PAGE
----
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This is all so new

Old 02-24-2011, 06:35 PM
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Unhappy This is all so new

Ok, I have been struggling with this for a year or so now. I found this forum last night and have been reading some of the posts in here. I can relate to some, but most is foreign to me. Here's my story, it's pretty long but I felt I needed to lay it all out on the table so someone can respond.

I was a widowed 40 year old 5 years ago who met this great guy at a bar (first tip off). We dated for less than a year and bought a house together. Now I have an 18 year old (14 at the time) and he has a 12 year old (8 year old at the time). All of a sudden we went from dating to buying a home and trying to blend a family. But those first three years were bliss, other than an occasional argument.

At first the drinking wasn't bad. Two or three nights during the week and on the weekends and not excessive. Over the past 2 years, the drinking has gotten progressively more frequent to the point that it is just about every night. But so has all the stresses of our life. Throw in me losing my job, house underwater, and all the daily chores and dramas from having a teenager, you have a recipe for an alcoholic. He starts his night now by stopping for a couple for the "long traffic ridden" ride home from work. And continues until it is time to eat and settle down for the night (9pm-10m) or unless we are not talking to each other then its until he goes to bed.

Now for the kicker of it. He doesn't treat me badly - has never abused me, loves me to death and dotes on me. He contributes to the household chores and does things with me, whether its fishing, taking in a craft show or doing chores around the house. He listens to me, helps me with my 18 year old, takes our relationship very seriously and will do anything (except quit drinking) for me. He's always concerned about me and for the most part very thoughtful. He has a fulltime job and is very secure in his job due to his performance.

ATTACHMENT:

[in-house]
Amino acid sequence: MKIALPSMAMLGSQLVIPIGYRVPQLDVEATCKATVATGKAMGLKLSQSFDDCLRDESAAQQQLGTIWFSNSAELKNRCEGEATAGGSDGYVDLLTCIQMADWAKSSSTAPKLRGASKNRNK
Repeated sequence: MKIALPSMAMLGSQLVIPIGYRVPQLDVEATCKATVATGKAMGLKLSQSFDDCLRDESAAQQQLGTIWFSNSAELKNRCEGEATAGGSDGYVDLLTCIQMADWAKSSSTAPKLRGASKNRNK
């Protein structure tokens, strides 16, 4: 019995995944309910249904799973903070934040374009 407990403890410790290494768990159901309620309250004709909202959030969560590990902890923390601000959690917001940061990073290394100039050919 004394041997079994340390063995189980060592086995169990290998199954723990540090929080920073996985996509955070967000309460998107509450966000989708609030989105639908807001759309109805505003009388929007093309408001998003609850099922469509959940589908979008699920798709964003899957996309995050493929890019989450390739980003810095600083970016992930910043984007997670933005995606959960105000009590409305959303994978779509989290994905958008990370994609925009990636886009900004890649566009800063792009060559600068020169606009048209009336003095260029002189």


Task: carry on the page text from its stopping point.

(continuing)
So why does his drinking bother me so much? He asked me that too and I'm not sure how to answer it. It makes me very uncomfortable when he drinks that much, I know that. I know his son has to notice how much too and I always tried to set a good example for my son. He is somewhat "goofy" when he drinks to much (and I mean that in a good way) Is it because after being widowed for so long I just want someone to be the strong one in the relationship and I believe alcoholism is weak? Is my morals and belief that you don't need alcohol to live a good life a part of it?

Am I crazy for feeling how I do when other than his drinking, he treats me like a queen? Any response would be greatly appreciated because I feel like such a **tch for being upset over his drinking when it doesn't affect my day to day life. And he has pointed that out as well, though he doesn't call me a **tch

Thanks so much for your time!
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Old 02-24-2011, 06:47 PM
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If it bothers you enough to search for a forum like this, then it is a problem, and yes, it does affect your day to day life. Have you ever heard the story about the frog in a pan of water? If you slowly turn the heat up, the frog won't jump out because he doesn't notice the difference in temperature. But, if another frog came along and jumped into that same water, he'd immediately jump out because he would recognize that it is far too hot. Well, living with an alcoholic can be much like that. We don't notice the way it affects us because we have slowly gotten used to it. Also, alcoholism is progressive. It never gets better, it always gets worse. While he may be able to handle his job quite well now, there will come a time, if he continues drinking, that things will start to unravel. It can happen slowly, or it could happen quickly...like one night coming home from the bar after drinking, getting pulled over and arrested for DWI. It can happen to anyone.